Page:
American-Ukrainian bandurist talks of his love for his newly found homeland and music
at Puzata Khata on Bessarabska ploscha. Hands groomed for playing bandura are but one sign marking him as a musician. Recently returned from a concert in Frankfurt, he said, “Sure,” when I called to propose an interview on Saturday, pausing before adding, “What day is it today?”
In search of a perfect fit
The 31 year-old bandurist has traveled a long way from his hometown in North Carolina. Born to an American father and Ukrainian mother, Fedynskyj always felt a strong tie to his mother’s ancestral homeland.
“It’s a very strange thing, but I knew that at an early age. Once I went to school I realized that these are Americans but I was Ukrainian,” he recalls.
This cultural information, instilled by the Ukrainian-centered upbringing his American-born mother provided, eventually inspired his move to Ukraine eight years ago.
“I got enough of that to be able to get along here and just to have much more in common with the Ukrainian friends I have than most of the American colleagues I had at school,” says the expatriate who now feels more at home here.
“When you change your setting, the things that you’re not so used to you adapt to. And now returning to America, I realize that I just couldn’t live there,” admits Fedynskyj, who has grown accustomed to the spontaneous fluidity of Ukrainian schedules.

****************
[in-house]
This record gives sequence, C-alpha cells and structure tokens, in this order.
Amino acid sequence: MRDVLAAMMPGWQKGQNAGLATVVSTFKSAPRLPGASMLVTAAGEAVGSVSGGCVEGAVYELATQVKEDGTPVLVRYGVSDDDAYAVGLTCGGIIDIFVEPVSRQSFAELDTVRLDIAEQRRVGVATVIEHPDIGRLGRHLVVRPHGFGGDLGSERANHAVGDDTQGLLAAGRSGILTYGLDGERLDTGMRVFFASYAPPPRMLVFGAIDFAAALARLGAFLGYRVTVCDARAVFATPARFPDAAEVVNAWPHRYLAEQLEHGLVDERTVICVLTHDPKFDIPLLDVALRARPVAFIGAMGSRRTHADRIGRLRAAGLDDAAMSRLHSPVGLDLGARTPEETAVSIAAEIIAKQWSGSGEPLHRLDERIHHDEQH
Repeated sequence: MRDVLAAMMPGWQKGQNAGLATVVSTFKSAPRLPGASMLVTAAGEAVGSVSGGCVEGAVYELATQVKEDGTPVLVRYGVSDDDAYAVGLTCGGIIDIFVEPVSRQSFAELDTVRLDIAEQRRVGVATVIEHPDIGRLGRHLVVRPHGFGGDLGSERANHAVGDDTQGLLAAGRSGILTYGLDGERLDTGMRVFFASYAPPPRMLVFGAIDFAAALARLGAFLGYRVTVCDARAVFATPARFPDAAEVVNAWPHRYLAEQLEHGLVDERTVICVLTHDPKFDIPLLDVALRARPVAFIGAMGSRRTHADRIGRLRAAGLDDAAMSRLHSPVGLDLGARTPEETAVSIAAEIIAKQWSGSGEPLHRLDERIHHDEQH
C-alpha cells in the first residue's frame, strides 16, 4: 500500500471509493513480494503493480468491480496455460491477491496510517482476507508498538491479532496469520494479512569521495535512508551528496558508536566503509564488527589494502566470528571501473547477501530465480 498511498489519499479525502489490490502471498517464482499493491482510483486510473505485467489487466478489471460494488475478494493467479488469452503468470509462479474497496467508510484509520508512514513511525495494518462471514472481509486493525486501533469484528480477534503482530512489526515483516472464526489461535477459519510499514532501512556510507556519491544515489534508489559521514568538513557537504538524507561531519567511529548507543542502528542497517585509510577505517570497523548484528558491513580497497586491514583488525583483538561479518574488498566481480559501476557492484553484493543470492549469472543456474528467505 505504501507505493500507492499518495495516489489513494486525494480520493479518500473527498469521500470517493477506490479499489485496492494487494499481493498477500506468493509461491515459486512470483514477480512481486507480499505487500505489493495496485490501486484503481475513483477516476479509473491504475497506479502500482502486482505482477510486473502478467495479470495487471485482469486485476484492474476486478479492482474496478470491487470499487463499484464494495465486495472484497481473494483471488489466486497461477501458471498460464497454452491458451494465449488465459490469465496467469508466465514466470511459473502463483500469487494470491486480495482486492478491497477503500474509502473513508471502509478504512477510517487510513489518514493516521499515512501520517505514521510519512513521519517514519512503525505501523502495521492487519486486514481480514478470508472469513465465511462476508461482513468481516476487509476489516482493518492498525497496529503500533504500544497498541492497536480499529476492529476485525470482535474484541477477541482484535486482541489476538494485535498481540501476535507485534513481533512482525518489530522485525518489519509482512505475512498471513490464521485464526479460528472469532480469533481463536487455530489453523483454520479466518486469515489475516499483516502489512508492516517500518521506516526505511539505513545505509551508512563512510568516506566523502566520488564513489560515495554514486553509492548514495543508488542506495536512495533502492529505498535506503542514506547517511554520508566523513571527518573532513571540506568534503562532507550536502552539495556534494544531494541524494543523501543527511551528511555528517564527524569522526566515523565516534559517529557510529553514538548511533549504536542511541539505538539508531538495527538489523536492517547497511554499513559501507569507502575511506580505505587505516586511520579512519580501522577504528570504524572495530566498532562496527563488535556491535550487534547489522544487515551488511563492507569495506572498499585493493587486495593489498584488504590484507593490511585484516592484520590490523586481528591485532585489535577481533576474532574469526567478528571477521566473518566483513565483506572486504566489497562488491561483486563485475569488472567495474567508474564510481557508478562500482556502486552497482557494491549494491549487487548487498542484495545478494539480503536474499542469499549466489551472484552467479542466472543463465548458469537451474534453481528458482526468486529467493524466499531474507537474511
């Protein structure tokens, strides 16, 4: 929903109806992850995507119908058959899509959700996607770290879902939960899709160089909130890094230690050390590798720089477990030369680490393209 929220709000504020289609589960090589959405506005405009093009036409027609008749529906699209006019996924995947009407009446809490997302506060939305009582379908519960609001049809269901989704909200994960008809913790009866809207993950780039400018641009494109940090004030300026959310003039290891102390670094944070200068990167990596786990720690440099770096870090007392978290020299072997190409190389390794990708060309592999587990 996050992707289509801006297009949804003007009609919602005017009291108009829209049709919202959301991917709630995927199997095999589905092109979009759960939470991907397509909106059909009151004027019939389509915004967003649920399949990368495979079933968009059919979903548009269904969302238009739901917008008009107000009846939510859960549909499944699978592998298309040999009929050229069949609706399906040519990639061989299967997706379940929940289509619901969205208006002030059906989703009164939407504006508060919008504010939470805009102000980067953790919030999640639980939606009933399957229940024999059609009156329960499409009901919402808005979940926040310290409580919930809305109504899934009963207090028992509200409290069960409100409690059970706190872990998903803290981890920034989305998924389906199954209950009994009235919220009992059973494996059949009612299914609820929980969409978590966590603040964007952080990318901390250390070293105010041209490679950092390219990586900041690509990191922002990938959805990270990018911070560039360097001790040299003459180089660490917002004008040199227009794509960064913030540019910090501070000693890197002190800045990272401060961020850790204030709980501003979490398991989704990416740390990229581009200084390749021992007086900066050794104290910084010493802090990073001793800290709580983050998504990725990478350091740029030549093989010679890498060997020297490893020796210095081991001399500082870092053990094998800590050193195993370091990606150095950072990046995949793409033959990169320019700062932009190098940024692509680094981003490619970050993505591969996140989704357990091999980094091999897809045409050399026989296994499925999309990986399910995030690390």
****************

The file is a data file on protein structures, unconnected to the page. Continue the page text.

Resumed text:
While he has adopted the classic Ukrainian neutral visage, Jurij’s mild demeanor and polite manners reflect a natural Southern charm. His family members recently visited from the States. “I’m trying to convince them to repatriate,” he says with a grin.
Breathing new life into old traditions
Jurij Fedynskyj, who first encountered the bandura at summer camp in Pennsylvania, arrived at the Lviv Conservatory in 1998. After only six months, he moved to Kyiv, and found his place with the Kobzar Guild (Kobzarskyj Tsekh).
“This is a group of cultured youth who have gathered around Heorhiy Tkachenko, who is the… renewer of the kobzar tradition in Ukraine,” explains the aspiring kobzar.
Tkachenko, born in the early 20th century, has since passed away, but the third generation of his students is still making their own instruments and performing historical epic songs called dumy. The group contains almost no professional musicians, but members range in age from 17 to 55 and in profession from Arabic scholar to icon painter.
“It’s best if you were a man and blind,” adds Fedynskyj in a deep, warm-toned voice. The kobzar would travel from village to village, accompanying his songs on a stringed lute-like instrument called the kobza, a smaller predecessor to the contemporary bandura.
“This was the cultural elite; they were not musicians in a simplistic sense,” Fedynskyj explains. They knew their history, they knew their culture, they knew their faith, and they transferred that through their performances.
“It was a very serious honor to be known as a kobzar,” says the musician who humbly refers to himself as one who practices the kobzar tradition.
The work of the guild now lies in reconstructing the repertoire of the original kobzars who disappeared in the 1920s, using notated scores collected by folklorists and wax recordings of the singers themselves. Unfortunately, access to resources is highly restricted.